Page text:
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Tax levy has funded the operations of the museum for many years, sustaining the facility and enabling growth

CENTRAL OREGONIAN - Bowman Museum tax levy, which has historically enjoyed overwhelming voter support, primarily helps the facility fund day-to-day operations.

Bowman Museum Director Sandy Cohen admits that when he first learned that the local facility was supported by a tax levy, it concerned him.

He thought that maintaining the level of community support necessary to continue the tax might present a challenge.

"Not every city does that," he said. "The last place I worked, they wouldn't put (a museum tax levy) on the ballot. The mayor opposed it."

He was pleasantly surprised to learn that Prineville is different than other places.

"It has passed overwhelmingly for years," he points out. "It is very special for a small town like this."

The Bowman Museum tax levy comes before voters every four years and will once again appear on the general election ballot for Crook County residents to consider. The tax is 6 cents per thousand dollars of assessed property value — or about $12 a year on a $200,000 home, museum leaders point out.

"We try to make that real world argument because that puts it in perspective," Cohen said of the $12 per year figure.

The tax levy will appear on the ballot during a time of recent growth and the potential for even more growth going forward. Museum leaders just put the finishing touches on its Caboose Park railway exhibit, featuring a difficult-to-miss City of Prineville Railway caboose. Facilities leaders have also taken ownership of the former Hans Pharmacy building and are looking to use it for future expansions.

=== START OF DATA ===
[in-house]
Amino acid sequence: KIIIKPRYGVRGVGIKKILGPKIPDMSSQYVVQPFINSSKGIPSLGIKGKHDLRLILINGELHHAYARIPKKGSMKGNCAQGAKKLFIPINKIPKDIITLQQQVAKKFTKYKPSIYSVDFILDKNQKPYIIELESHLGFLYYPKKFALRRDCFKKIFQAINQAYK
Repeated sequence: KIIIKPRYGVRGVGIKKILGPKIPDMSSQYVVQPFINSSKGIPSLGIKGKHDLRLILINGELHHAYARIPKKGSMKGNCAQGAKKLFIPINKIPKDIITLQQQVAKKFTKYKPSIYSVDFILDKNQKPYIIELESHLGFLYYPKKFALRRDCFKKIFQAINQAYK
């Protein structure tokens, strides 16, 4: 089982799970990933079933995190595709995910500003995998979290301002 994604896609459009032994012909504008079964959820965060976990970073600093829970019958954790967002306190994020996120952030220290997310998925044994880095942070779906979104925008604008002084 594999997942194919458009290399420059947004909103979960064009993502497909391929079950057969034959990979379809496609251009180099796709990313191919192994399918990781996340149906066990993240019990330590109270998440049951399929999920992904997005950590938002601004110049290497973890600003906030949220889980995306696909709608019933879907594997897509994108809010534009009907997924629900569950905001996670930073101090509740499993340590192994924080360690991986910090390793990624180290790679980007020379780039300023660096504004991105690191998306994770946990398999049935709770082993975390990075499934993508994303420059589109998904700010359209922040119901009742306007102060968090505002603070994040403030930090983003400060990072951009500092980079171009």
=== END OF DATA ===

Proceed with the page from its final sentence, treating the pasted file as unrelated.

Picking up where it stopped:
The museum receives funds from several different sources, including the Crook County Historical Society and from private donations, but much of the operating expenses for the facility are covered by the tax revenue.

"It doesn't provide funding for everything," Cohen said, "but I would say a significant, important part of the funding is obtained from this. Quite frankly, if we didn't have it, we would be hurting big time."

Cohen went on to note that because most private donations to the museum are intended to support "new and exciting things" like special projects or new exhibits, it can be a challenge to raise operating funds that cover staff salaries, museum supplies and bills.

"Operations funding is the hardest thing for museums to get," he said.

Voters will decide on the museum tax levy in less than a month, on Nov. 6, and Cohen is hopeful that people will give it the same wide support then that it has received in the past.

"This is really the lifeblood of the museum," he said.

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